- Examples of real-life allyship and how it is closely related to social justice.
Each week, a different intern or set of interns explained the above topics and later led the students as they practiced the newly acquired skills.
This edition of Language Matters offers an exploration of what it means to be an ally. When one discusses any type of social justice, allyship is a term that frequently comes up. But what does that word really mean beyond the obvious, which is about being an effective ally? On its website, the Anti-Oppression Network defines allyship as “an active, consistent, and arduous practice of unlearning and re-evaluating, in which a person in a position of privilege and power seeks to operate in solidarity with a marginalized group.” Yet another definition comes from Sam White, social impact strategist/advocate, in a conversation with Schuyler Bailar, a Division 1 athlete, activist, and life coach. Sam posits that “on a basic level, Allyship is living your belief that the struggles of other people matter just as much as if they are happening to you.” It means using your resources to take action to back up your beliefs. Adds Schuyler, “Allyship is about action or activeness. There is no such thing as an innocent bystander.” The common thread in these definitions is action.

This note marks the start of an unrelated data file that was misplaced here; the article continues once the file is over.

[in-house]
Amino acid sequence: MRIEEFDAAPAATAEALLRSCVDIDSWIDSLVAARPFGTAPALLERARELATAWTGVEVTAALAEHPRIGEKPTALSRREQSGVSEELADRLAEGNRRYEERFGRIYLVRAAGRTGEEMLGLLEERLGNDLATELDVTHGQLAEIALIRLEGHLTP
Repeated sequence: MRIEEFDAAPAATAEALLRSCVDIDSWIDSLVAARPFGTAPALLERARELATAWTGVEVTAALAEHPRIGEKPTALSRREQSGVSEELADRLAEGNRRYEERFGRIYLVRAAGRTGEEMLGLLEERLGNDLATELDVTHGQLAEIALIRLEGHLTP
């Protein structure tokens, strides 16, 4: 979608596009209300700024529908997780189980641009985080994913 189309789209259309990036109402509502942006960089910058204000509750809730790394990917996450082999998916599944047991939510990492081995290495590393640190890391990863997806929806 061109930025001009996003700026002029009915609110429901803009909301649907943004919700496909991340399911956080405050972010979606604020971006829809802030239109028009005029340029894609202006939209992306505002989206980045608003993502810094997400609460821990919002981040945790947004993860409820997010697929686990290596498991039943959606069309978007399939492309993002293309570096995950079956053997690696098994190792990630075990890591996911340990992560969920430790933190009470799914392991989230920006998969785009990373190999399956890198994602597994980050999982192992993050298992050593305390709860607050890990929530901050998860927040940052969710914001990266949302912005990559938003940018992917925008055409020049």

There is no allyship without doing something for the marginalized group, and beyond the action, allyship encompasses listening, learning, and incorporating. In inculcating this process, it is expected that mistakes may be made by the privileged group. What is important is that one learn from their mistakes and move forward. While learning to become knowledgeable about a certain topic is important, even more crucial is learning about oneself and one’s identity. For instance, if you are a white person, it is important to learn about white privilege and how it operates in our society. You can then take that knowledge and use it to help people. However, without that knowledge, you will not be in a position to be effective.
Like every skill, allyship has to be learned. It is a lifelong process of building relationships based on trust, consistency, and accountability with marginalized individuals or groups. The work that you do must be recognized by those with whom you are seeking to ally.
In the spring, NFSJ interns conducted a series of five weekly workshops for Middle and High School students on this very topic. The goal was to train people on some of the concepts of allyship and thereby help them become better allies. The material covered in the workshops included: